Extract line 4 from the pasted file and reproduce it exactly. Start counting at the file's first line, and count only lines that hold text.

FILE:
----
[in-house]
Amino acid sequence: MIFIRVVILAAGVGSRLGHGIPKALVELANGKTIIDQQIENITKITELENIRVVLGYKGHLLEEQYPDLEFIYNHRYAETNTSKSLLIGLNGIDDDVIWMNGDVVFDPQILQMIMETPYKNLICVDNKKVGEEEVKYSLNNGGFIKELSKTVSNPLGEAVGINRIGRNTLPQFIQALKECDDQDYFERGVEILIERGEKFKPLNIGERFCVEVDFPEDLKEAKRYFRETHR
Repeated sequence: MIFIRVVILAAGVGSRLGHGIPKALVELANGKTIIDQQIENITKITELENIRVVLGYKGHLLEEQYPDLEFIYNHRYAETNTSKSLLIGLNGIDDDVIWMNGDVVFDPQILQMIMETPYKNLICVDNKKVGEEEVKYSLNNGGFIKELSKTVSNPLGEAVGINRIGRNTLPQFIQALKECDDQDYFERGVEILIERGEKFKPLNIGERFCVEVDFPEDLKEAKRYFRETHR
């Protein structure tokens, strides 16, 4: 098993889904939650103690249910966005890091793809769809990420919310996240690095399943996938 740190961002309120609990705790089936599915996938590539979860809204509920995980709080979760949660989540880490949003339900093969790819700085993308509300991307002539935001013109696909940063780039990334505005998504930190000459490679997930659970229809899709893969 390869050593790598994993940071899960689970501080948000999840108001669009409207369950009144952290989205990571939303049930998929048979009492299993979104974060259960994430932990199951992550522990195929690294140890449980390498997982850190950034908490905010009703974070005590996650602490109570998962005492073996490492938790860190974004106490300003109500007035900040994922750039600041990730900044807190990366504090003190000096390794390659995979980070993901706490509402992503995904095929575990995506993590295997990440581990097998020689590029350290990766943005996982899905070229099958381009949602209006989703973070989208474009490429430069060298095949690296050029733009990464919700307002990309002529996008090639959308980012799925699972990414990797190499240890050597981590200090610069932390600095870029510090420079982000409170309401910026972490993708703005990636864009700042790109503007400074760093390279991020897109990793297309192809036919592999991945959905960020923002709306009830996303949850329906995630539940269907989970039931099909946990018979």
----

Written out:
């Protein structure tokens, strides 16, 4: 098993889904939650103690249910966005890091793809769809990420919310996240690095399943996938 740190961002309120609990705790089936599915996938590539979860809204509920995980709080979760949660989540880490949003339900093969790819700085993308509300991307002539935001013109696909940063780039990334505005998504930190000459490679997930659970229809899709893969 390869050593790598994993940071899960689970501080948000999840108001669009409207369950009144952290989205990571939303049930998929048979009492299993979104974060259960994430932990199951992550522990195929690294140890449980390498997982850190950034908490905010009703974070005590996650602490109570998962005492073996490492938790860190974004106490300003109500007035900040994922750039600041990730900044807190990366504090003190000096390794390659995979980070993901706490509402992503995904095929575990995506993590295997990440581990097998020689590029350290990766943005996982899905070229099958381009949602209006989703973070989208474009490429430069060298095949690296050029733009990464919700307002990309002529996008090639959308980012799925699972990414990797190499240890050597981590200090610069932390600095870029510090420079982000409170309401910026972490993708703005990636864009700042790109503007400074760093390279991020897109990793297309192809036919592999991945959905960020923002709306009830996303949850329906995630539940269907989970039931099909946990018979």